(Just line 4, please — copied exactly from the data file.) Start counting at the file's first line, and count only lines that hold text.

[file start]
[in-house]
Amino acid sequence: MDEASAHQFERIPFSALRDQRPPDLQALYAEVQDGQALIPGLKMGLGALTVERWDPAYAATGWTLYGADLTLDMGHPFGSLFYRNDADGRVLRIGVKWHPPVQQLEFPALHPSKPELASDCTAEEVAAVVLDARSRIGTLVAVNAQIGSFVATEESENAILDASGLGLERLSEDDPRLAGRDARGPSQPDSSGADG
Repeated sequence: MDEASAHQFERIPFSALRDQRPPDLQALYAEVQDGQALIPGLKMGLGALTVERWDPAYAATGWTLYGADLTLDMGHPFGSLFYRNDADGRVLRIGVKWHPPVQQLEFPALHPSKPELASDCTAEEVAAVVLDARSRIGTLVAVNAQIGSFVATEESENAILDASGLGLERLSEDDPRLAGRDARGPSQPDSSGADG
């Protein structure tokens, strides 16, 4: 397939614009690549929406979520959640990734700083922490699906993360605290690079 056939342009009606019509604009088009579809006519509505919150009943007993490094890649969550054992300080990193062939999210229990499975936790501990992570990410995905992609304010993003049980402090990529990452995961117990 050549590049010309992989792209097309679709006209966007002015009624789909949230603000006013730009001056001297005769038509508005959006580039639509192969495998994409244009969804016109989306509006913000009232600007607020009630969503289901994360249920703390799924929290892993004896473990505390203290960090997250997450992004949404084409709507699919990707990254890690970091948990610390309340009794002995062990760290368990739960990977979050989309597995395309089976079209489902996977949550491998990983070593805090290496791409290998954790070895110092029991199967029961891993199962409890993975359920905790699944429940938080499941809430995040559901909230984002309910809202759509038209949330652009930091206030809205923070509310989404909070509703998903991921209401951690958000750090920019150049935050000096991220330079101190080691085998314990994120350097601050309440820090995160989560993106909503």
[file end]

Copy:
């Protein structure tokens, strides 16, 4: 397939614009690549929406979520959640990734700083922490699906993360605290690079 056939342009009606019509604009088009579809006519509505919150009943007993490094890649969550054992300080990193062939999210229990499975936790501990992570990410995905992609304010993003049980402090990529990452995961117990 050549590049010309992989792209097309679709006209966007002015009624789909949230603000006013730009001056001297005769038509508005959006580039639509192969495998994409244009969804016109989306509006913000009232600007607020009630969503289901994360249920703390799924929290892993004896473990505390203290960090997250997450992004949404084409709507699919990707990254890690970091948990610390309340009794002995062990760290368990739960990977979050989309597995395309089976079209489902996977949550491998990983070593805090290496791409290998954790070895110092029991199967029961891993199962409890993975359920905790699944429940938080499941809430995040559901909230984002309910809202759509038209949330652009930091206030809205923070509310989404909070509703998903991921209401951690958000750090920019150049935050000096991220330079101190080691085998314990994120350097601050309440820090995160989560993106909503």